All wines grown around the world obey certain geographic rules. One of the most basic of these has to do with certain latitudes around the globe within which wines can be classified into specific climate zones. Vineyards can only be successfully planted around latitudes of 20 degreess (Yucatan, Cuba, Northern Egypt, Taiwan) to 50 degrees (Vancouver, Newfoundland, English Channel, Northernmost Japan). Farther north is is too cold, and near the equator it is too hot for commercially succesful winemaking. Thus one can plot two strips around the world between these latitudes, one in the Northern Hemisphere, another in the Southern, in which vines grow in three climate zones, cool, moderate and warm, themselves forming smaller strips within.

If one then steps out of the varietal or appellation way of thinking about wine, and into a climate zone “box”, an amazing revelation can unify the bewildering array of world wines into something an average human brain can comprehend: all wines within like climate zones have similar characteristics. This applies not only to certain varietals that grow well in certain climates, but, amazingly also to noses, flavors and compositions. Anyone who wants to explore this further can read an excellent book for wine beginners by Andrea Immer entitled “Great Wine Made Simple”.

My case in point is a surprise bottle that arrived in the mail the other day from Steve and Shira Klein, a couple I met in my Sonoma bikeriding trip this past June. They live in Ann Arbor Michigan and like most who live in this well known university town, express a good deal of open minded intellectual curiosity. This certainly was apparent in their exploration of the Sonoma wine world during our trip, and in their attention to my inebriated ramblings about the topic. As wine has become more valuable in the U.S., just about every state in the Union has developed regions where they grow vineyards. I was thus not too surprised when I opened the Fed Ex box from the Kleins to find a 2007 Riesling from their home state, with the label Bel Lago, from the upstate Leelanau Peninsula (see picture below at the end of the Blog).

Us Northern Californians at the epicenter of the U.S. wineworld look down at the remaining 49 States as inferior until proven otherwise when it comes to wine production. Thus my first impulse was, “oh, another crappy wine from an unknown state”. I wondered what kind of polite response I would need to devise for this kind gesture from what I considered a pleasant couple. I then subjected the bottle to the same treatment I do when receiving such unusual gifts: bring them to my wine group, taste it blind and get a collective opinion on it. The results are generally so dismal that they make for funny anecdotes for years to come. This bottle was to prove an exception.

The Bel Lago showed surprisingly well in our wine group setting. It had a classic German style, more in line with Rheingau than Mosel Saar, on the sweet side as such wines tend to be, but well balanced and well made, although it lacked the usually prominent nose of its German counterpart. Naturally no one in the group would even imagine that the hidden bottle was from Michigan. Comments included, “a pretty good Kabinnett with lots of minerality”, “a mouilleux chenin blanc’, and “I don’t know what it is but I like it a lot”.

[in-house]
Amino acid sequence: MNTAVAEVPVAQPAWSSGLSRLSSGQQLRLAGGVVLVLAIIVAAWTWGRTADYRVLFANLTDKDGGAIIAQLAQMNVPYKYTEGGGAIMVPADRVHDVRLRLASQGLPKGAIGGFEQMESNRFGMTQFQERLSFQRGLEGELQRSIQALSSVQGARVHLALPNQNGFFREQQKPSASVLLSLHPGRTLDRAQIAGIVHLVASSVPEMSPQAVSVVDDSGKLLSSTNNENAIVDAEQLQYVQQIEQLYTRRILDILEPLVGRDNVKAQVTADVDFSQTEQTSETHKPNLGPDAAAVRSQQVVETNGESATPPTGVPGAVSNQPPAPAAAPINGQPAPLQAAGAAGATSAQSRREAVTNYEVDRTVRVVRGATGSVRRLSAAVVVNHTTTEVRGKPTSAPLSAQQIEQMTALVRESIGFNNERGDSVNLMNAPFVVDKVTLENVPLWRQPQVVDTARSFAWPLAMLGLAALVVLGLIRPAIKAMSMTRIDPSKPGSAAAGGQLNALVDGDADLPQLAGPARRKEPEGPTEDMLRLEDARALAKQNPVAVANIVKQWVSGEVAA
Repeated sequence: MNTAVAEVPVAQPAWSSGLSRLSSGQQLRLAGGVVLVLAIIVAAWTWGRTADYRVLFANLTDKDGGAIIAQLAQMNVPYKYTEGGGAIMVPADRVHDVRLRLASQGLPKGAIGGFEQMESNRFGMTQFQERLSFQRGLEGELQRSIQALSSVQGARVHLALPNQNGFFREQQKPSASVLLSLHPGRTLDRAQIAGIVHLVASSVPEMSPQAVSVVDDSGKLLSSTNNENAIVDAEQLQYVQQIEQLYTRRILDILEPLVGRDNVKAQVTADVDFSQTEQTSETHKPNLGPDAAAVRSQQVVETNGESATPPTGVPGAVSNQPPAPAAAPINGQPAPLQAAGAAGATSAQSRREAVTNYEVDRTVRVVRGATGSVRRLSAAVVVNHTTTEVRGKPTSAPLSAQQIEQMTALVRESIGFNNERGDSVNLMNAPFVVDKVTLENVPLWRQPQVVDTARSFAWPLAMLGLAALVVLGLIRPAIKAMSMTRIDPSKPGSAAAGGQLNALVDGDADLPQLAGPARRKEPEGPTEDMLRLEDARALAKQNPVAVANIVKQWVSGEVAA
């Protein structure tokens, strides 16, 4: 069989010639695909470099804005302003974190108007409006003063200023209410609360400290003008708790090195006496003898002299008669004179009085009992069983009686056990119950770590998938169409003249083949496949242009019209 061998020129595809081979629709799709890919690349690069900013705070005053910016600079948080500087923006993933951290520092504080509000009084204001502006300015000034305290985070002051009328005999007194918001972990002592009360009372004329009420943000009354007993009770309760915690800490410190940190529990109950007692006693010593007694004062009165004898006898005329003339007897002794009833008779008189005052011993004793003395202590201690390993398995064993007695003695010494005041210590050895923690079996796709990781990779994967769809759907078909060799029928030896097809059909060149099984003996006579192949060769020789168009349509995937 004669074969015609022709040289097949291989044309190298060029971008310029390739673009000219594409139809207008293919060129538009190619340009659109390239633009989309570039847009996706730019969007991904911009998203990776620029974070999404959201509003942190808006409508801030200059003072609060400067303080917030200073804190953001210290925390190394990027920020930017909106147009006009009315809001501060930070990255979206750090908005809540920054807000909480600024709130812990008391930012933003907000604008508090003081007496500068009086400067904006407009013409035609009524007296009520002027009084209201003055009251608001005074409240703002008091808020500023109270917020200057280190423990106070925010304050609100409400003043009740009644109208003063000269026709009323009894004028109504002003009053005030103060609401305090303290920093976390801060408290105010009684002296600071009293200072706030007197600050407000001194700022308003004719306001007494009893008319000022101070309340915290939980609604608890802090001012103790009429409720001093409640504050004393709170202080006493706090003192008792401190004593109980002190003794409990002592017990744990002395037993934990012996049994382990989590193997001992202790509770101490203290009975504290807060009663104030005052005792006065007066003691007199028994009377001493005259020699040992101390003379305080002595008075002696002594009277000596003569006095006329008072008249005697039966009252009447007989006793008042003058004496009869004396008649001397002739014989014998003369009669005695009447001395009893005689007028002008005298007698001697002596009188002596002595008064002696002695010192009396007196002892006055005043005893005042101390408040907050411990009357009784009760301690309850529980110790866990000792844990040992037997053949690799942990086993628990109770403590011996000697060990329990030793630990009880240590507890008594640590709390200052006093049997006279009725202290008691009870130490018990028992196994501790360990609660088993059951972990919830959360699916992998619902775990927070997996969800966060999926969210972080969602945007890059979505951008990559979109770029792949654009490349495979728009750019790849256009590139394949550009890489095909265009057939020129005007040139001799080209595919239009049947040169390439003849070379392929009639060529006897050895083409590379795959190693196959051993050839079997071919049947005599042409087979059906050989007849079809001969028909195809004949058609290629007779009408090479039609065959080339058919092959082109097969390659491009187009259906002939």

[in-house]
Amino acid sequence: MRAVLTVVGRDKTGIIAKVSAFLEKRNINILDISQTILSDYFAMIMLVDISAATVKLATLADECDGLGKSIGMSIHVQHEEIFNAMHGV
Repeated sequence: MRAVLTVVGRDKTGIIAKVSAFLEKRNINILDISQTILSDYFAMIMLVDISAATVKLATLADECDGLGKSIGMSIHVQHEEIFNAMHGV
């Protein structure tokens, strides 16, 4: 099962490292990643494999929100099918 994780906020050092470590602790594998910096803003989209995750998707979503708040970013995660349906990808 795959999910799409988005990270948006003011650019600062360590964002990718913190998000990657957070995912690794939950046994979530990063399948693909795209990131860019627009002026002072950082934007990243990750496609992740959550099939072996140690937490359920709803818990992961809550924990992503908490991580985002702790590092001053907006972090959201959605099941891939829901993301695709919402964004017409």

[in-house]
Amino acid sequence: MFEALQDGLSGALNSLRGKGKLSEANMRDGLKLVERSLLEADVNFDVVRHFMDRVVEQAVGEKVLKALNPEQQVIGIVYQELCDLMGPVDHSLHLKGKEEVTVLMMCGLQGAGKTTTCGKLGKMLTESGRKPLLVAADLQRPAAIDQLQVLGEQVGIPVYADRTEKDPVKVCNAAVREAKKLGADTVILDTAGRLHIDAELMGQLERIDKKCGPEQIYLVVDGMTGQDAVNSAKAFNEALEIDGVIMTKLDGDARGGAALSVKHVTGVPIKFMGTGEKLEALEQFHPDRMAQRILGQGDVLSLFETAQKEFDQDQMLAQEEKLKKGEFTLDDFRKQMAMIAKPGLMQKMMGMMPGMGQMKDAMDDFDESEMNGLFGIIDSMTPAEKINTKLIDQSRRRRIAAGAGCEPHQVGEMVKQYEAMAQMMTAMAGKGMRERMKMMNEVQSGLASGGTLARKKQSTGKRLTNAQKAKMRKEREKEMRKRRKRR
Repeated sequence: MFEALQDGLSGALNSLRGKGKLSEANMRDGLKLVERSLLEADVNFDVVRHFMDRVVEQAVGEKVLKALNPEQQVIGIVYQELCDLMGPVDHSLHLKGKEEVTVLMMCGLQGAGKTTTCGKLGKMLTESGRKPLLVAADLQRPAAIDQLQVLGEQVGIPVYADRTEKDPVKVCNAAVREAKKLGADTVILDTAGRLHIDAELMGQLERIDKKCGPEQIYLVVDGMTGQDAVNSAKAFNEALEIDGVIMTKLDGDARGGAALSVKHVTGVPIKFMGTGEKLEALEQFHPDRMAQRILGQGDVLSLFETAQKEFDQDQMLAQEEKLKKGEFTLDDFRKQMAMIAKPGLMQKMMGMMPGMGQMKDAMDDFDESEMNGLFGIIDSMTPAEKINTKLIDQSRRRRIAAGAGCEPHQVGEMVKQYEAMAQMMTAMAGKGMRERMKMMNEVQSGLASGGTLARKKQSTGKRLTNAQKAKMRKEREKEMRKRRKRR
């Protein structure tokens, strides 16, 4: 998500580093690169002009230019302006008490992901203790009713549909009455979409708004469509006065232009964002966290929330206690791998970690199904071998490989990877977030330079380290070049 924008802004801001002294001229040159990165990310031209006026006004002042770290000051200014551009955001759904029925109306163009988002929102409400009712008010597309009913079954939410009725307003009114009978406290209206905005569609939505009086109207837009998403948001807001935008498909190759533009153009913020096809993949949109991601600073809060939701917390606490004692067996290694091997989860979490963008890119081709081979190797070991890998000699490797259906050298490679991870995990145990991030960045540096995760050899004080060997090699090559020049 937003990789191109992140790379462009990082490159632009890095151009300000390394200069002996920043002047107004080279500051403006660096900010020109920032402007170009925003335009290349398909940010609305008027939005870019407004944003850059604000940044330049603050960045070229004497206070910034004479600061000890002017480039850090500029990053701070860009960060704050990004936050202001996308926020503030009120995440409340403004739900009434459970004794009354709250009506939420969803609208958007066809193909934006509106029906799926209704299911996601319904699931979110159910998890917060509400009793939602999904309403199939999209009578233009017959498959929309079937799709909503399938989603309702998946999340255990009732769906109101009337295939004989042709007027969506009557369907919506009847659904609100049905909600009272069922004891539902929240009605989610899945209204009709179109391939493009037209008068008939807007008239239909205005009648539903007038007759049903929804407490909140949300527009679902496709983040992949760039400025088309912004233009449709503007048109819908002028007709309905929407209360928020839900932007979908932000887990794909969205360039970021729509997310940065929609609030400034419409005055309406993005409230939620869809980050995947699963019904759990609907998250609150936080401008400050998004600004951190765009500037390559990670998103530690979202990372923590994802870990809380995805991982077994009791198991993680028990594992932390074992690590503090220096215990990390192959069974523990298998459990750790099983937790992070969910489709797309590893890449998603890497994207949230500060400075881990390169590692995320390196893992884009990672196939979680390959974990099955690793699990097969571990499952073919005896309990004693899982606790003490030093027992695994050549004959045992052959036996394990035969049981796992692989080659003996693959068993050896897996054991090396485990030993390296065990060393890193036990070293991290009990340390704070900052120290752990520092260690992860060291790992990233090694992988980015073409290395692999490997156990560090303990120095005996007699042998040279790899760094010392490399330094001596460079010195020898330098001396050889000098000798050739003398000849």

The Leelanau Peninsula which juts into Lake Michigan near Traverse City, mirror images its counterpart the Door County Peninsula in Wisconsin, and is located around the 45th parallel (Latitude 45 degrees North). The appellation has 18 wineries, making mostly cool weather wines such as Pinot Gris, Chardonnay, Riesling, Gewurtztraminer, Cabarnet Franc and Pinot Noir. Some publicity material from the area boasts that the 45th parallel is the home of such famed wine regions as Alsace, Bordeaux and Burgundy. While the claim is nearly accurate (Bordeaux 46 degrees, Burgundy 44, Alsace 45), the comparison is not. The Gulf Stream in the Atlantic that warms Europe creates warmer climates there, especially near the Ocean (Bordeaux) than the inland cooler climate of Northern Michigan. The band of weather zones around the globe does not follow a straight course but rather curves around a bit to accomodate such local climate characteristics.

In the European climate map you see above on the right two large swaths of grey cover Northern and Southern europe. The light one painted over Northern France and Germany denotes the cool climate zone, the darker along Central & Southern France, Spain and Italy, a moderate climate zone. The German characteristics of the Bel Lago from Michigan at 45 degrees north actually coincide with their counterpart at 50 degrees of latitude for Rheingau. In this regard they are both at the northernmost border of commercially viable vineyards in the Northern Hemisphere and thus have like tastes.
All these technicalities of vineyard geography aside, the Bel Lago experience serves as a good metaphor for the unifying power of wine. No matter where around the globe one is, wines can be found that taste similar to their counterparts in other continents, making our world smaller in yet another way. And sharing the experience with new acquaintances thousands of miles away, helps solidify budding friendships.